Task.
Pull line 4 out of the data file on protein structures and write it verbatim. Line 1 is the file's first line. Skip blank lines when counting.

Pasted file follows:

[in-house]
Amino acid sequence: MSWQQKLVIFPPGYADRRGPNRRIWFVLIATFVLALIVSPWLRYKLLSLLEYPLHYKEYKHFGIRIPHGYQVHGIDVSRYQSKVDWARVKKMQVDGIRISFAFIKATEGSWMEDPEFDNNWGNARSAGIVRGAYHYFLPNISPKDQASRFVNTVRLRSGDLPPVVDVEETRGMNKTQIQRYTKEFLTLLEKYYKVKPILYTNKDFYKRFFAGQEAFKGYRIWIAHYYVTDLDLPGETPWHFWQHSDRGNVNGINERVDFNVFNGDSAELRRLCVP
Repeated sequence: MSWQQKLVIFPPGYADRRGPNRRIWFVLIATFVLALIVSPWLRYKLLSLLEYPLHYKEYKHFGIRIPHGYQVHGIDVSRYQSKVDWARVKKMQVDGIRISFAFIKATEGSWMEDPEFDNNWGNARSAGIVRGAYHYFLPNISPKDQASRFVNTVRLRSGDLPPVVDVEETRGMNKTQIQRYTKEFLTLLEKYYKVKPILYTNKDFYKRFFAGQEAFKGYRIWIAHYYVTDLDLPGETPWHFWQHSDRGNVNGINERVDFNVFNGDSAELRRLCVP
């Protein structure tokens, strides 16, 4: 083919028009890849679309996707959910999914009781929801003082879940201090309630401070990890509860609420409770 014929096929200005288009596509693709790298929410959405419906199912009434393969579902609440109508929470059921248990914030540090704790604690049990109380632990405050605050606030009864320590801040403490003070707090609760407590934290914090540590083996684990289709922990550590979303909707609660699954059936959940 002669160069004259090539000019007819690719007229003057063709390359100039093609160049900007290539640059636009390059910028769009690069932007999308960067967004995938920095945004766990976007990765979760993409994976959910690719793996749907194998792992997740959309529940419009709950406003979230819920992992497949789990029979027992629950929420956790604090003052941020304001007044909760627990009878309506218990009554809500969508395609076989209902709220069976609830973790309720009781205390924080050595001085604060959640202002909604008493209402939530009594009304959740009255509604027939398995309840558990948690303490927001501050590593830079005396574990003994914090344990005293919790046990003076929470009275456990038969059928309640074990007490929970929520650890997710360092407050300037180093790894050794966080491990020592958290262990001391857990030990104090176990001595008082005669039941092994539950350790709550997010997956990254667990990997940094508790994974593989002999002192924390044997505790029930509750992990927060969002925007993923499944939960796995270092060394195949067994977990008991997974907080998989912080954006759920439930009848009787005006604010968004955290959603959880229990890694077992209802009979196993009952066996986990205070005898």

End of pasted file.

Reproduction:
């Protein structure tokens, strides 16, 4: 083919028009890849679309996707959910999914009781929801003082879940201090309630401070990890509860609420409770 014929096929200005288009596509693709790298929410959405419906199912009434393969579902609440109508929470059921248990914030540090704790604690049990109380632990405050605050606030009864320590801040403490003070707090609760407590934290914090540590083996684990289709922990550590979303909707609660699954059936959940 002669160069004259090539000019007819690719007229003057063709390359100039093609160049900007290539640059636009390059910028769009690069932007999308960067967004995938920095945004766990976007990765979760993409994976959910690719793996749907194998792992997740959309529940419009709950406003979230819920992992497949789990029979027992629950929420956790604090003052941020304001007044909760627990009878309506218990009554809500969508395609076989209902709220069976609830973790309720009781205390924080050595001085604060959640202002909604008493209402939530009594009304959740009255509604027939398995309840558990948690303490927001501050590593830079005396574990003994914090344990005293919790046990003076929470009275456990038969059928309640074990007490929970929520650890997710360092407050300037180093790894050794966080491990020592958290262990001391857990030990104090176990001595008082005669039941092994539950350790709550997010997956990254667990990997940094508790994974593989002999002192924390044997505790029930509750992990927060969002925007993923499944939960796995270092060394195949067994977990008991997974907080998989912080954006759920439930009848009787005006604010968004955290959603959880229990890694077992209802009979196993009952066996986990205070005898």